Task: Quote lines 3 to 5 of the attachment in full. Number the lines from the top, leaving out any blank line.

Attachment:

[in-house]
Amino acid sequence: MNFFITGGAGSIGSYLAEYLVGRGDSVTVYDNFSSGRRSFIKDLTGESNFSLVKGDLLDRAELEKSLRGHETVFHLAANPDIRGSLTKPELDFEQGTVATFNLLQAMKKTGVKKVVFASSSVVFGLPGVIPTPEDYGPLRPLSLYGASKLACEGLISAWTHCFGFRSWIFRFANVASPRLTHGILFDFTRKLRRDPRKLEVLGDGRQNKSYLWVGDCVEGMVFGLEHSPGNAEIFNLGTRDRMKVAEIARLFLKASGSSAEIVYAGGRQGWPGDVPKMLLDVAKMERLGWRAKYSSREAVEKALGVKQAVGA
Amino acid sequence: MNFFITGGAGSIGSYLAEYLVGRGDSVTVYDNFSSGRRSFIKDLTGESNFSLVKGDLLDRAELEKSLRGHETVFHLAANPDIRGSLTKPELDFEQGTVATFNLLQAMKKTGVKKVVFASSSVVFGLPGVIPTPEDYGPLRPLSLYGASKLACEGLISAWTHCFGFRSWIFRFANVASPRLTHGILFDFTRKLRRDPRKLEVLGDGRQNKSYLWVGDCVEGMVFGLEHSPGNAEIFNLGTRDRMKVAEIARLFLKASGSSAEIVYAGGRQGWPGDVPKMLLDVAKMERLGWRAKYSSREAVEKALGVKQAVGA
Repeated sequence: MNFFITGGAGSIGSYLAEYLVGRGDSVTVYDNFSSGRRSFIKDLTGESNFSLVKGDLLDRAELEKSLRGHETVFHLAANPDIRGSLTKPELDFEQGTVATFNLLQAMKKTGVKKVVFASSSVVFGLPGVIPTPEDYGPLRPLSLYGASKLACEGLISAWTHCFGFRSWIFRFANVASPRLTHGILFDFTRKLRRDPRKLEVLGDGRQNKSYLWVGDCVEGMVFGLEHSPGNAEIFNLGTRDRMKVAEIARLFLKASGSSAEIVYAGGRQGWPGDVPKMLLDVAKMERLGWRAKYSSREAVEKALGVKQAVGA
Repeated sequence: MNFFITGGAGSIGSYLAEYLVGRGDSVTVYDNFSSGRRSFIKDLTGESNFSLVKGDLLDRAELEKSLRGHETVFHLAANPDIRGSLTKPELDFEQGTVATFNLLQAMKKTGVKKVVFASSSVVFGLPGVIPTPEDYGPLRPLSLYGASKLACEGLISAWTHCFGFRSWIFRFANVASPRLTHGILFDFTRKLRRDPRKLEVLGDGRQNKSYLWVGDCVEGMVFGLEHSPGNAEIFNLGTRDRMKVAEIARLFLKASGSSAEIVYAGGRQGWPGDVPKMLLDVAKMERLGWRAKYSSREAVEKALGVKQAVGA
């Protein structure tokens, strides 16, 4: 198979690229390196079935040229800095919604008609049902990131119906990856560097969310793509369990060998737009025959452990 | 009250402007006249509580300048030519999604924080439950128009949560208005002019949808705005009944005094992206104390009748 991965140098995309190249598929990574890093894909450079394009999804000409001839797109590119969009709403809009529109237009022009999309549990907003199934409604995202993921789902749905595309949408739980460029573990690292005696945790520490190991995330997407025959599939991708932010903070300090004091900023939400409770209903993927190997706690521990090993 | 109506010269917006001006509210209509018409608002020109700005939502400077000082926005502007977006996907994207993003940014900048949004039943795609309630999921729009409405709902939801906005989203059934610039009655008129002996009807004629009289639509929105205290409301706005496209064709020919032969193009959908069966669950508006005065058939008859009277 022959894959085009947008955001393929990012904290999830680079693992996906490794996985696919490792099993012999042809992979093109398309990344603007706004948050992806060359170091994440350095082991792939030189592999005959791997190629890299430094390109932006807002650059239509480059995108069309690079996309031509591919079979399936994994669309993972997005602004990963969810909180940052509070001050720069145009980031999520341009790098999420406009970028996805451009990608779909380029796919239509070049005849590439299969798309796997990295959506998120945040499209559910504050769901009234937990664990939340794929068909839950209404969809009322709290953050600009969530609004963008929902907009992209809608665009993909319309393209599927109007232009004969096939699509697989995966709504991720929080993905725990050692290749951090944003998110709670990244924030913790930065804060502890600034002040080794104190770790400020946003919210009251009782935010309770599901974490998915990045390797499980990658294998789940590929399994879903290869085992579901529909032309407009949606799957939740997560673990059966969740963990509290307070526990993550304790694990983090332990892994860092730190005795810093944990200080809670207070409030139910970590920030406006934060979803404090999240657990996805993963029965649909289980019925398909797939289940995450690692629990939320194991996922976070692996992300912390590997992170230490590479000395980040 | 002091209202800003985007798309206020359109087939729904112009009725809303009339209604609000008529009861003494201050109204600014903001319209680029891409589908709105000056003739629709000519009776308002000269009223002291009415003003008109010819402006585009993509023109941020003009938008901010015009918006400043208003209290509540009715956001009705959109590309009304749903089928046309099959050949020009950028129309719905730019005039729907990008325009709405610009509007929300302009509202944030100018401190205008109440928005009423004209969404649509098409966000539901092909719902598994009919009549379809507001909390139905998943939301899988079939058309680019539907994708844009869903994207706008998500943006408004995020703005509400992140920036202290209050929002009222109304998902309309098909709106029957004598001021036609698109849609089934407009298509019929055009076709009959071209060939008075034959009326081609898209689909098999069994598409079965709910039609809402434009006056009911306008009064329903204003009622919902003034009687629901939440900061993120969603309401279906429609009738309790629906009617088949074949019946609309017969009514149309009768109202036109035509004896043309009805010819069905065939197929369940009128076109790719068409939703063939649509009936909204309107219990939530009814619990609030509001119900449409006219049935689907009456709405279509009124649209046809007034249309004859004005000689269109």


Amino acid sequence: MNFFITGGAGSIGSYLAEYLVGRGDSVTVYDNFSSGRRSFIKDLTGESNFSLVKGDLLDRAELEKSLRGHETVFHLAANPDIRGSLTKPELDFEQGTVATFNLLQAMKKTGVKKVVFASSSVVFGLPGVIPTPEDYGPLRPLSLYGASKLACEGLISAWTHCFGFRSWIFRFANVASPRLTHGILFDFTRKLRRDPRKLEVLGDGRQNKSYLWVGDCVEGMVFGLEHSPGNAEIFNLGTRDRMKVAEIARLFLKASGSSAEIVYAGGRQGWPGDVPKMLLDVAKMERLGWRAKYSSREAVEKALGVKQAVGA
Repeated sequence: MNFFITGGAGSIGSYLAEYLVGRGDSVTVYDNFSSGRRSFIKDLTGESNFSLVKGDLLDRAELEKSLRGHETVFHLAANPDIRGSLTKPELDFEQGTVATFNLLQAMKKTGVKKVVFASSSVVFGLPGVIPTPEDYGPLRPLSLYGASKLACEGLISAWTHCFGFRSWIFRFANVASPRLTHGILFDFTRKLRRDPRKLEVLGDGRQNKSYLWVGDCVEGMVFGLEHSPGNAEIFNLGTRDRMKVAEIARLFLKASGSSAEIVYAGGRQGWPGDVPKMLLDVAKMERLGWRAKYSSREAVEKALGVKQAVGA
Repeated sequence: MNFFITGGAGSIGSYLAEYLVGRGDSVTVYDNFSSGRRSFIKDLTGESNFSLVKGDLLDRAELEKSLRGHETVFHLAANPDIRGSLTKPELDFEQGTVATFNLLQAMKKTGVKKVVFASSSVVFGLPGVIPTPEDYGPLRPLSLYGASKLACEGLISAWTHCFGFRSWIFRFANVASPRLTHGILFDFTRKLRRDPRKLEVLGDGRQNKSYLWVGDCVEGMVFGLEHSPGNAEIFNLGTRDRMKVAEIARLFLKASGSSAEIVYAGGRQGWPGDVPKMLLDVAKMERLGWRAKYSSREAVEKALGVKQAVGA